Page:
Fama, Eugene F. and Kenneth R. French. 1999. “The Corporate Cost of Capital and the Return on Corporate Investment.” Journal of Finance, 54(6), 1939-67.

Fullbrook, Edward. 2010. “Keen, Roubini and Baker Win Revere Award for Economics,” E. Fullbrook, Real World Economics Review Blog. New York: Real World Economics Review,

Holmes, Alan R. 1969. “Operational Constraints on the Stabilization of Money Supply Growth,” F. E. Morris, Controlling Monetary Aggregates. Nantucket Island: The Federal Reserve Bank of Boston, 65-77.

Kaldor, Nicholas. 1982. The Scourge of Monetarism. Oxford: Oxford University Press.

Kirman, Alan. 1989. “The Intrinsic Limits of Modern Economic Theory: The Emperor Has No Clothes.” Economic Journal, 99(395), 126-39.

Krugman, Paul. 2012. “Minsky and Methodology (Wonkish),” The Conscience of a Liberal. New York: New York Times,

Schumpeter, Joseph Alois. 1934. The Theory of Economic Development : An Inquiry into Profits, Capital, Credit, Interest and the Business Cycle. Cambridge, Massachusetts: Harvard University Press.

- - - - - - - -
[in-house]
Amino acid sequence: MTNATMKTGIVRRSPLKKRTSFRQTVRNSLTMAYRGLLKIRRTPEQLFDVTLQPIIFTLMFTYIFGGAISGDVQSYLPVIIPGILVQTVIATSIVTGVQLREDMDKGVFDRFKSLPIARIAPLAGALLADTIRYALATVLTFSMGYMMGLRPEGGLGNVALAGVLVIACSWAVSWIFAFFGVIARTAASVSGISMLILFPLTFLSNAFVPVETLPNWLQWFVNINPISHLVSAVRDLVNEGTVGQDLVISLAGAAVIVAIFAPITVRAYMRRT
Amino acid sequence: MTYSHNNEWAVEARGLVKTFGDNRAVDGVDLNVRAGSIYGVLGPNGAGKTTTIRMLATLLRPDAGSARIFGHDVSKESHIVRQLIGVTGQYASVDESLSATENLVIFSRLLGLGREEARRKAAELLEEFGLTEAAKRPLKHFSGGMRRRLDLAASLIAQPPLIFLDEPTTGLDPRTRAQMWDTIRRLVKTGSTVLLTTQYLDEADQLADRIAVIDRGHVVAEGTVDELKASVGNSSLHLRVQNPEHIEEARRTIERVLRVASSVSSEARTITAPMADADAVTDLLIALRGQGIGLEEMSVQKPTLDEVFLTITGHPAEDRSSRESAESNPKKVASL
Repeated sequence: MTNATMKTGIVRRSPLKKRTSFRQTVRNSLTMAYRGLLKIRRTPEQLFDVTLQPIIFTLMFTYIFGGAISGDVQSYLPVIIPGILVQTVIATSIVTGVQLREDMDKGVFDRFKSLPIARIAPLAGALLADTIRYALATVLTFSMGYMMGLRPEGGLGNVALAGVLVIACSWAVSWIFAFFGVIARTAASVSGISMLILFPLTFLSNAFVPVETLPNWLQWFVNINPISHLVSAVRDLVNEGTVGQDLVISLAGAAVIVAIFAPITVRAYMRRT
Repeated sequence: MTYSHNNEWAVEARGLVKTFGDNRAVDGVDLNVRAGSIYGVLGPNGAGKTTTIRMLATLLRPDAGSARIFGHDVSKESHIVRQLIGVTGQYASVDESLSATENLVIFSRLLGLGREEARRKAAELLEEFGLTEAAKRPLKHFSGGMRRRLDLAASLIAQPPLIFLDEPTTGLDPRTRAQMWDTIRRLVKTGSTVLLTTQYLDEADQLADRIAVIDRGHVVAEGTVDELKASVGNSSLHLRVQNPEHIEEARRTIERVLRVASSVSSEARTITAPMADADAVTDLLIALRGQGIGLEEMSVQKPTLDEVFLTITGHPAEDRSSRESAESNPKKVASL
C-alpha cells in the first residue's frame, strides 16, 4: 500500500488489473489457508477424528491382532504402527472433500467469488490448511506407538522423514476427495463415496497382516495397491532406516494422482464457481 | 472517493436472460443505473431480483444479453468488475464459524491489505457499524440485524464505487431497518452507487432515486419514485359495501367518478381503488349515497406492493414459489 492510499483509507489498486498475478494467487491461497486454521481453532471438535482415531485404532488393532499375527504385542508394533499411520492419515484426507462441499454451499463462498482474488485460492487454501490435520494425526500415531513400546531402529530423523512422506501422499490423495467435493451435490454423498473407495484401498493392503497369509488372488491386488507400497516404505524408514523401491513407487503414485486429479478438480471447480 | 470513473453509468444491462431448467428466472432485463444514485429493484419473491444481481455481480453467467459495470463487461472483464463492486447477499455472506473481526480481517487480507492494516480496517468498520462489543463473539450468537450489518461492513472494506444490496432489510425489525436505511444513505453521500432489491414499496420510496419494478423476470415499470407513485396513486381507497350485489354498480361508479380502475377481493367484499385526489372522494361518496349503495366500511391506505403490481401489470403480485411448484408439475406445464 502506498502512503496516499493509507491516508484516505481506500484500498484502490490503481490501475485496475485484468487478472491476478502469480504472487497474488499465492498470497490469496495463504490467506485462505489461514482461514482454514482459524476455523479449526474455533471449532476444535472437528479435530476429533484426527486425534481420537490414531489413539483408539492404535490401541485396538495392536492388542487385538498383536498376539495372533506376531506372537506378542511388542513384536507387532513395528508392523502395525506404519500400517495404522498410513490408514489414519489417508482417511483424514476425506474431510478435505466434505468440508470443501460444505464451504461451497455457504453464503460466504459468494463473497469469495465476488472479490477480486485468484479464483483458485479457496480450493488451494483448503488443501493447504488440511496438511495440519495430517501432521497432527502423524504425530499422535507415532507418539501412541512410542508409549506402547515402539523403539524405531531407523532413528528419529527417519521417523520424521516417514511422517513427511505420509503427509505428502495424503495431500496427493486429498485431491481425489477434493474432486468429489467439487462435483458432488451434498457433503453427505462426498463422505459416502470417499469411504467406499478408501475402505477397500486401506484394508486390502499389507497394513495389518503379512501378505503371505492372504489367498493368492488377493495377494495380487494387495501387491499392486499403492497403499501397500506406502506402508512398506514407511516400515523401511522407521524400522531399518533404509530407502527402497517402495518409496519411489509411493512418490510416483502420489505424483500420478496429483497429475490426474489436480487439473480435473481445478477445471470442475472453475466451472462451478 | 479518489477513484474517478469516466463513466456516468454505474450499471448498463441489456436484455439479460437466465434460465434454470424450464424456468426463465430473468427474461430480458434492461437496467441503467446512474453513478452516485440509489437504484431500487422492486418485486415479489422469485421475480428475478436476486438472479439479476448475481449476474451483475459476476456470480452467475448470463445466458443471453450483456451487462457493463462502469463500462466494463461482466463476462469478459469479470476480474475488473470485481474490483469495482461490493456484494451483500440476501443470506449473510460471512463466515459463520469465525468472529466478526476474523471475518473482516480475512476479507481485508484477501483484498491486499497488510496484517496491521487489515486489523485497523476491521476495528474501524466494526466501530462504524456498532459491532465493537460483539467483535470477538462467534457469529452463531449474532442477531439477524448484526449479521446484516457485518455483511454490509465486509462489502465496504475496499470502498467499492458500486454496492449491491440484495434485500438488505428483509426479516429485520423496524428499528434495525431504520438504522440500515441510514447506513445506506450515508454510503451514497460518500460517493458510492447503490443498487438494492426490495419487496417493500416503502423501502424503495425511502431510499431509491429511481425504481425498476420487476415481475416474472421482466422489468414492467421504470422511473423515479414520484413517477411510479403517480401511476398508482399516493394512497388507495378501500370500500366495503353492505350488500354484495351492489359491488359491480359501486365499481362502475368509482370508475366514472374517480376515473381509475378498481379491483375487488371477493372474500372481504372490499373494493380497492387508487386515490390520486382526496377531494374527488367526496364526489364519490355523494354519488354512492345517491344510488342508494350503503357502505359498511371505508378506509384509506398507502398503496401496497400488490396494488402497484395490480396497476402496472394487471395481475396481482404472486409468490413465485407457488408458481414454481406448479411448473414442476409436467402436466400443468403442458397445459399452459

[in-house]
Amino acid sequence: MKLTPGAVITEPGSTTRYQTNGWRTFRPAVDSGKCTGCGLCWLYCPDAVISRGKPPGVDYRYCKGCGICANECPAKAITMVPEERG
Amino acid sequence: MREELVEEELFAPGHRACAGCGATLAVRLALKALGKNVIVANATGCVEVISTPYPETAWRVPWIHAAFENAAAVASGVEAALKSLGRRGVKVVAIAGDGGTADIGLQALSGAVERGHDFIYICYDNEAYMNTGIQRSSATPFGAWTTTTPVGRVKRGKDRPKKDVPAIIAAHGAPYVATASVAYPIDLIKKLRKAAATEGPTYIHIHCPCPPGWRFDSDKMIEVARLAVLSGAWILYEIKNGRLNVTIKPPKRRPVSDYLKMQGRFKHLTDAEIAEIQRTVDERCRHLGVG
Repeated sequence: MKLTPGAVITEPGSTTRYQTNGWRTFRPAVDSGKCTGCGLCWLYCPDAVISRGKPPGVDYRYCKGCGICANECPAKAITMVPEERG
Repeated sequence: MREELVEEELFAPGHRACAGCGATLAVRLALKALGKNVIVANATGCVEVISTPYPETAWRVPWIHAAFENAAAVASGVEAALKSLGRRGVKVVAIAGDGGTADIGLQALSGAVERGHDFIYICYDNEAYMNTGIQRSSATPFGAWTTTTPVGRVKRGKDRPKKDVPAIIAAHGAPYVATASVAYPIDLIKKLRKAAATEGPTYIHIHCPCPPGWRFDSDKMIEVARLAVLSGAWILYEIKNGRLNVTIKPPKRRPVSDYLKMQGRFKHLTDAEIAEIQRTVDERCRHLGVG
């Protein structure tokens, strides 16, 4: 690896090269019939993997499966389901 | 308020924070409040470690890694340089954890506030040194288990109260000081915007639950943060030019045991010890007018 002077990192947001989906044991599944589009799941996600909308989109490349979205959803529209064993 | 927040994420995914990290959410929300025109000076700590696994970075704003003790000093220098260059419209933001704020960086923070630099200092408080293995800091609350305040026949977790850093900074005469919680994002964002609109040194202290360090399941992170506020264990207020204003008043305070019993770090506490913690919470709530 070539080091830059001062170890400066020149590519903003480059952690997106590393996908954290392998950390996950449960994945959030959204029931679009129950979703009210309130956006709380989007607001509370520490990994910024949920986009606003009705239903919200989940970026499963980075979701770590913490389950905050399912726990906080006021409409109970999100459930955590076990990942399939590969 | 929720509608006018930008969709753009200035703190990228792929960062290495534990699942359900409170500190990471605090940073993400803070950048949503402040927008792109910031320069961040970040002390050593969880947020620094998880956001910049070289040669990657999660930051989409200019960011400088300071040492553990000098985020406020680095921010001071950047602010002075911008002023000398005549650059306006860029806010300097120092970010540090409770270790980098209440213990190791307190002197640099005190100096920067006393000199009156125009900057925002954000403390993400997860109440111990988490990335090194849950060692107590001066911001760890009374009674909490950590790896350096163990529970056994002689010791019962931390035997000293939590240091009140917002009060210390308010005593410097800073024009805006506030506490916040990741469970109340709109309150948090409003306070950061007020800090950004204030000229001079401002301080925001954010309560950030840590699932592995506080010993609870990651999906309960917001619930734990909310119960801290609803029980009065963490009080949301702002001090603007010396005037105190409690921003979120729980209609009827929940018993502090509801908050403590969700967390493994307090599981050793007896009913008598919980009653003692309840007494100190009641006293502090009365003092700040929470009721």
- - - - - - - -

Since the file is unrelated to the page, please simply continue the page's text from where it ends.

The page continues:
About Steve Keen

I am Professor of Economics and Head of Economics, History and Politics at Kingston University London, and a long time critic of conventional economic thought. As well as attacking mainstream thought in Debunking Economics, I am also developing an alternative dynamic approach to economic modelling. The key issue I am tackling here is the prospect for a debt-deflation on the back of the enormous private debts accumulated globally, and our very low rate of inflation.
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176 Responses to Krugman on (or maybe off) Keen

  1. alainton says:


    But why ever would any government rationally want to do that at a time of positive inflation and higher positive growth. In such periods inflation will erode debt so it makes sense to issue bonds – because it is CHEAPER.

    Surely this is the first principle of functional finance?